Murphy: ‘Stone-cold crazy stupid’ to cut community college grants
Of all the changes the Legislature made to the spending side of his proposed 2020 state budget, Gov. Phil Murphy bemoans none more vociferously than the reduction to the line item for the tuition-free community college program.
“It is so wildly popular and changes so many lives, I’m praying that folks wake up and understand that,” Murphy said Wednesday in a visit to Passaic County Community College in Paterson. “I mean this is stone-cold crazy stupid to not fund this program.”
Murphy campaigned on the idea of a universal program making the grants available for all community college students, but the money isn’t there for that. Instead it started in the spring semester and was made available to students whose families have $45,000 or less in adjusted gross income.
The current budget includes $20 million for students and $5 million in planning grants to colleges. Murphy proposed $58.5 million for Community College Opportunity Grants in his second budget, so it could apply to both semesters. It was to be narrowed in one way: Students enrolling straight out of high school would have to attend class full-time, 12 credits a semester.
“Folks who don’t get this aren’t paying attention. This is one of the biggest game-changers in this state in a long time,” Murphy said.
“It is probably right alongside expansion of pre-K, which is at the other, the front end of the educational system, as something that touches people deeply, where their lives are changed,” he said. “The only difference is when you’re 3 years old, you don’t know your life’s being changed. But when you’re 18 or 28, 38, 48, 58, 68, you know yourself that your life has been changed.”
The Legislature cut the appropriation to $30 million, including $25 million for grants to students and $5 million to colleges for outreach programs and other initiatives to support the program. It also kept part-time students eligible, included career and technical education programs, made costs for summer courses eligible and raised the income eligibility threshold to $65,000.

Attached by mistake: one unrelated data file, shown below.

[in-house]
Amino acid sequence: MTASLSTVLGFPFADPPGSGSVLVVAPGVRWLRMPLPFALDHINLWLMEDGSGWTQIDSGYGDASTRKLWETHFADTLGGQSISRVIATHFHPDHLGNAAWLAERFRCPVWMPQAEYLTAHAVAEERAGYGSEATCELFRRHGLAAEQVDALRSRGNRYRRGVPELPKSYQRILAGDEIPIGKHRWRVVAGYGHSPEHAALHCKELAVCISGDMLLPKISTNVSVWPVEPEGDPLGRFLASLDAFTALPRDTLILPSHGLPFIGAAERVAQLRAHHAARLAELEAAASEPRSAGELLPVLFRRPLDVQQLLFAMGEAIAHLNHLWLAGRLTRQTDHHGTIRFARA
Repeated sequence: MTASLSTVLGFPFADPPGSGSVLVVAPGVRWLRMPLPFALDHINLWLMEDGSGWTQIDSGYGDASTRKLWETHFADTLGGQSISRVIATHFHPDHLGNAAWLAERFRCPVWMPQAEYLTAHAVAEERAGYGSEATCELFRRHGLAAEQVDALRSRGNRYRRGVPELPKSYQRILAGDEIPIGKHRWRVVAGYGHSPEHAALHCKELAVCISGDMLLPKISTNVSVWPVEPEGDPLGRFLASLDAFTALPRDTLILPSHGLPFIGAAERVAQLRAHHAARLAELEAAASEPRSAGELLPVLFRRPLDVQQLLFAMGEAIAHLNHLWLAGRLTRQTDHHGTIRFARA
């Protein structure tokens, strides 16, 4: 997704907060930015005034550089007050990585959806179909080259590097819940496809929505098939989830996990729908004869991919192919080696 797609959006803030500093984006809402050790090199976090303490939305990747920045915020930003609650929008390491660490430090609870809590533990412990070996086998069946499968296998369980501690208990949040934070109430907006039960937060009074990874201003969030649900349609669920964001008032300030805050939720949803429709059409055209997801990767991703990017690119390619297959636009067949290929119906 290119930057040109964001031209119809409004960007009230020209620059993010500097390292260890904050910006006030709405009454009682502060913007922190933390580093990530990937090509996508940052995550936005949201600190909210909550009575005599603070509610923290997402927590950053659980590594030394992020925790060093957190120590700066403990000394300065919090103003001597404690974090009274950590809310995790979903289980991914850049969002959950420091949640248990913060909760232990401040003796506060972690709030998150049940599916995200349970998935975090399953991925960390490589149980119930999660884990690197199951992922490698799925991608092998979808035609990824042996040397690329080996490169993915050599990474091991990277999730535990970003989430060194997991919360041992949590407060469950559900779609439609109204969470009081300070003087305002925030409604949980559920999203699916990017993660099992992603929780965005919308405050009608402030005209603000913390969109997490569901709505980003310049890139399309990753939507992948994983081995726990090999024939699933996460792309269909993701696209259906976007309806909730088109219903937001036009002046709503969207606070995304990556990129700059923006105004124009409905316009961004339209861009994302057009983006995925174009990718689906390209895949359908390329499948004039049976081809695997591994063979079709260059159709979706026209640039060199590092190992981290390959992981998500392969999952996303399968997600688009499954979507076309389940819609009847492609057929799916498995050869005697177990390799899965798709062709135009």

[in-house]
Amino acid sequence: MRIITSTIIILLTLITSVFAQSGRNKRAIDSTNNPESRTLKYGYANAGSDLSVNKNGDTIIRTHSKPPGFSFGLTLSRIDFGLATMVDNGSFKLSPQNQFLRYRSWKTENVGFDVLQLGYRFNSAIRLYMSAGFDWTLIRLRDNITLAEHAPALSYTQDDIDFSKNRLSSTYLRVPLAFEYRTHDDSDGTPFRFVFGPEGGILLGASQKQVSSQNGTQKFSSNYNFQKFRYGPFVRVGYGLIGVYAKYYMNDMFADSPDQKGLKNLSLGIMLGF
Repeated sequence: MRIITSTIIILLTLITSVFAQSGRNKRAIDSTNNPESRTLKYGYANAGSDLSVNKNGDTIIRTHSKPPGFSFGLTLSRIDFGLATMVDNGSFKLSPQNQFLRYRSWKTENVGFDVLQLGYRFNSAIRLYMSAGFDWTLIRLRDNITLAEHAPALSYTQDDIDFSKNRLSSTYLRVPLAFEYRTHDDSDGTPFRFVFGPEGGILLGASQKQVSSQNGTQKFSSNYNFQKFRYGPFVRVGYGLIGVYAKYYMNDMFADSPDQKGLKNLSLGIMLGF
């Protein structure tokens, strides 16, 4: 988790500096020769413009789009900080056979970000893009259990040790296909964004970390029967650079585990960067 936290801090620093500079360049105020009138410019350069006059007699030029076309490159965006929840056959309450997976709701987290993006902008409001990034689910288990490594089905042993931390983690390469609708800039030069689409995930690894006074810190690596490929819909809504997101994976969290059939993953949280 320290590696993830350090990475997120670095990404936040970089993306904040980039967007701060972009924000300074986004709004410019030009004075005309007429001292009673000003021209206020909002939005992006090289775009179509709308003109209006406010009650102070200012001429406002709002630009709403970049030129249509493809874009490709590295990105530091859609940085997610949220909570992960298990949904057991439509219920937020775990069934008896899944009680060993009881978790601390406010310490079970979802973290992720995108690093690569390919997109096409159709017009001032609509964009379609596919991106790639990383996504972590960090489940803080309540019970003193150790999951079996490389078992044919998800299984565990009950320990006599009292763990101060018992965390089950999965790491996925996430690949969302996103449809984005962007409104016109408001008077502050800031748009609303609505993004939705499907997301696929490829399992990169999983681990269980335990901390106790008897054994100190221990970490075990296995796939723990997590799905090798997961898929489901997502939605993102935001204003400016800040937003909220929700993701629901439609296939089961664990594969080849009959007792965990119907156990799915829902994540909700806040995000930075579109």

“I know that there’s a lot of support out there for this program because we’ve heard it," Higher Education Secretary Zakiya Smith Ellis said. "We know that the college presidents support it. We know the Legislature supports it because they put some money in there and then asked us to do more stuff. But we can’t do more stuff with less money."
“The Legislature – I’m appreciative of the fact that they are supportive of the program but added several different requirements but removed about half of the money from the program,” Smith Ellis said. “So those things don’t really go together.”
The changes made to the program’s eligibility requirements were requested by community college presidents in a letter to lawmakers. The reduction of the appropriation was not.
State Sen. Sandra Cunningham, D-Hudson, the Senate Higher Education Committee chairwoman, issued a statement in support of the Legislature’s budgetary decisions regarding the CCOG program. She didn’t address questions about how the $25 million would last for two semesters for a larger pool of students.
“Expanding the requirements for eligibility will allow even more students, young and old, the chance to continue their education without accruing crippling debt. This is a great program for New Jersey, and with this year’s changes it will become even better,” Cunningham said.
The Community College Opportunity Grant provides the funding needed, after all federal and state aid programs are applied for, to cover a student’s remaining tuition and fees. It was going to roll out at 13 of the 19 community colleges this past spring but was expanded because extra Pell Grant funding was received by students who hadn’t applied for that aid in the past.
“We were able to cover more ground than we ever thought we could,” Murphy said. “This notion of a last dollar reward means folks have to work hard to prove that they’ve exhausted every other avenue. … And that allowed us to squeeze more money out of the system.”
“I’ve heard so many students say the same thing: I didn’t think this was real. I got this email, and I thought it was a scam because who’s going to pay for our tuition and fees,” Smith Ellis said.
The average CCOG grant averaged more than $1,000 in the spring semester, with two-thirds of the award going to working adults, said David Socolow, executive director of the New Jersey Higher Education Student Assistance Authority.
On top of that, Socolow said, there was an increase in the number of community college students receiving federal Pell Grants in the spring semester compared with the fall semester, rather than the typical 10 percent drop.
“Based on what we’ve learned in this one-semester pilot this spring, we are planning to expand CCOG to reach even more students next year using the funding recommended in the governor’s budget,” Socolow said.
“Our partners in the Legislature passed a budget that wants to expand eligibility for CCOG, but it is missing sufficient funding for all those new students who we all want to help,” Socolow said.